So it’s been interesting reading the latest round of blog posts about the state of indie mobile development. While there are success stories, there certainly aren’t many of them. Making a decent living as an indie developer writing mobile apps is ridiculously hard – and I don’t see it getting better anytime soon.

A lot of mobile developers have left the indie ship and done as I have and joined a larger company, many of which look at mobile apps as a free (or nearly free) complement to their other offerings.1 There’s plenty of opportunity here for mobile developers, and I think that opportunity will continue to grow for a while.


  1. As an aside, I’m not convinced the “mobile as a complement” strategy is the right one long term. Mobile is becoming the primary way people access their information, to the point that web and desktop software are turning into the complement.

Goodbye Blue Sky

goodbye-blue-sky
My parents grew up in England during World War II. They used to tell me about the air raid sirens that sounded at night alerting them to seek shelter, quickly.

I often asked them about this, thinking they must still be haunted by the thought of bombs dropping on them as they slept.

But they said it was normal to them. It was all they ever knew.

That has always stuck with me.

It makes me wonder how many things we accept simply because we’ve never known any different.

My Trusty FeedDemon Bag

feeddemon-bagYears ago, when FeedDemon was thriving, I had a canvas FeedDemon bag created for me by CafePress.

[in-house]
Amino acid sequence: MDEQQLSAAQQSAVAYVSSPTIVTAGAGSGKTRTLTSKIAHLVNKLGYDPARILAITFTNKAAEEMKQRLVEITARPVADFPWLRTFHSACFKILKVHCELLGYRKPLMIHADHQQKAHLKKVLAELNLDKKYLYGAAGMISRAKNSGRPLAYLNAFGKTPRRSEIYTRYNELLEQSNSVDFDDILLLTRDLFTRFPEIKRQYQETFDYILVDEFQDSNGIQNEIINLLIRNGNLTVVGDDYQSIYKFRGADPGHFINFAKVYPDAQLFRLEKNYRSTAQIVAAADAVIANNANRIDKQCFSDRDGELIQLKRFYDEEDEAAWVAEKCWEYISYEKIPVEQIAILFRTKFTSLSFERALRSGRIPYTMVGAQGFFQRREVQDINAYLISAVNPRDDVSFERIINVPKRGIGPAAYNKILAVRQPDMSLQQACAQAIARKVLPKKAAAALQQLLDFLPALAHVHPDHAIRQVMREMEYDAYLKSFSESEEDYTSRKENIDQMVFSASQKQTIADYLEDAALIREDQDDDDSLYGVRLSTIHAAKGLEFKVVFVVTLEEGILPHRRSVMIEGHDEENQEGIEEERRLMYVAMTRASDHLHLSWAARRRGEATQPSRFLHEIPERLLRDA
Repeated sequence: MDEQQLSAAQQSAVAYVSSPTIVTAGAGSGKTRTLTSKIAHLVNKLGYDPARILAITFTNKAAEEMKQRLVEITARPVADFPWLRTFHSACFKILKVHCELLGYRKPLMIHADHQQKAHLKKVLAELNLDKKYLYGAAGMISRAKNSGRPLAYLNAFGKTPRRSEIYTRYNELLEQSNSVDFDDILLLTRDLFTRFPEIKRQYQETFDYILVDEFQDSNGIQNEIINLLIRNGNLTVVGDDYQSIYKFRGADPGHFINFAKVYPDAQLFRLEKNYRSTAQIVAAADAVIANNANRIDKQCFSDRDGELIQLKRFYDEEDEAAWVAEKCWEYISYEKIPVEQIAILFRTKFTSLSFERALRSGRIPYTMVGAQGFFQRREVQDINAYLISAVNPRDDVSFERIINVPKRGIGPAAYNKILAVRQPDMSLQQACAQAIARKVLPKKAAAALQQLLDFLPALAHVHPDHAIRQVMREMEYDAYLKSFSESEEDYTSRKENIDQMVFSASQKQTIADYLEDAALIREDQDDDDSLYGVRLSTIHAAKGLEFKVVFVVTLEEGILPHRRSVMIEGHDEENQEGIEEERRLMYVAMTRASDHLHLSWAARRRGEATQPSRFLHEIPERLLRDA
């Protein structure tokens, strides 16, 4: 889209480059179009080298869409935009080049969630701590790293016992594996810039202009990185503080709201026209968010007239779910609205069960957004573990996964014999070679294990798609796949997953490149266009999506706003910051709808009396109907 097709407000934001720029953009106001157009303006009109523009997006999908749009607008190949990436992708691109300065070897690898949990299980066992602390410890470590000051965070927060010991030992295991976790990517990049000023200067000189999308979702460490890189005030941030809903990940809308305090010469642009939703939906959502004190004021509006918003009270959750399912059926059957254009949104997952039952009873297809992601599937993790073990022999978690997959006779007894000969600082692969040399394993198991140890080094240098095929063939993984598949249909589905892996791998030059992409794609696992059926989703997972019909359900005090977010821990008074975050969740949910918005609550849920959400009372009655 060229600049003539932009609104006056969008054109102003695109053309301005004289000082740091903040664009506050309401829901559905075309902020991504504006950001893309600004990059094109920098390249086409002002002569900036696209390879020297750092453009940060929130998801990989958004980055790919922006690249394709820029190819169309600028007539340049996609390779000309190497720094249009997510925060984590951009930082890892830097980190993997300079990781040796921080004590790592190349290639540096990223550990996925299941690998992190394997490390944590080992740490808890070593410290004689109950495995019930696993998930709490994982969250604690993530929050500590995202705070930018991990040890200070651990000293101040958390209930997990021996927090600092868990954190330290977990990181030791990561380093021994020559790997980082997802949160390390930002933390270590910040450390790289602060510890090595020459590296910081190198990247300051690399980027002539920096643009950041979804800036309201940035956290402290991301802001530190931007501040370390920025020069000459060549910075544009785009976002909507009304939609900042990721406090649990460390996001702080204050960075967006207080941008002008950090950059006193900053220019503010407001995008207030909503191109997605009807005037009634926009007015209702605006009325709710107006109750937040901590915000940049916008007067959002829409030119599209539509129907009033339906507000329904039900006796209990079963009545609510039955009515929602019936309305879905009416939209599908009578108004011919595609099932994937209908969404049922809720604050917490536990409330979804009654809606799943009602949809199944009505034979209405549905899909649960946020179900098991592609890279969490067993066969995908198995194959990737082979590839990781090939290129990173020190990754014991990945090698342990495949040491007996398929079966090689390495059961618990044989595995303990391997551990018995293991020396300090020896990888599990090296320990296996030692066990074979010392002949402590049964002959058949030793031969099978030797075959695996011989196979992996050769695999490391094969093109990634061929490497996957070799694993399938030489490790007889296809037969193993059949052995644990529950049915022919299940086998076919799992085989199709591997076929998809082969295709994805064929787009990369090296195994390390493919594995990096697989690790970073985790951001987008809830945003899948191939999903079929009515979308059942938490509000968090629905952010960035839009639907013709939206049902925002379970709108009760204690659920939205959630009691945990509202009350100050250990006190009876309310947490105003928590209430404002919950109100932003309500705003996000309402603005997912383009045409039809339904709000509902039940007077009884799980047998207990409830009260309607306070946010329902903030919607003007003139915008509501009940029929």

I figured it was a novelty, like having a t-shirt made from a picture of your kids when they’re young that you stop wearing once they outgrow the diaper stage.

But instead this bag has remained my trusty companion and shows no signs of getting old. It has outlived FeedDemon itself.

I’ve taken it everywhere, but I don’t think I’ve ever been asked about it. Probably for good reason: who wants to ask an obvious geek about their bag when it has a demonic logo on it?

It has been on every vacation with me, carrying sunscreen, towels, and books to the beach. I’ve taken it on business trips to hold my electronics. It has come with me to the grocery store to carry home ice cream, veggies, and beer. Now it goes to the gym with me to hold my headphones, towel, water, and post-workout snack.

It has survived storms, car wrecks, and even plane crashes. This is the Samuel L. Jackson of bags, and I wouldn’t be surprised if it lasts longer than I do.

 

 

The Atheist Pulpit

After my wife and I moved to a new town a few years ago, we talked about joining a church in order to meet people. This wasn’t easy for us since I’m a devout atheist, and I refused to take my kids anywhere that even mentioned the idea of hell.

At some point we tried out a nearby Unitarian Universalist church, and much to my surprise we both enjoyed the experience. My being an atheist wasn’t an issue – in fact, there were several other atheists in the congregation, all of whom wanted to be a part of something bigger that could do some good for society without all the dogma.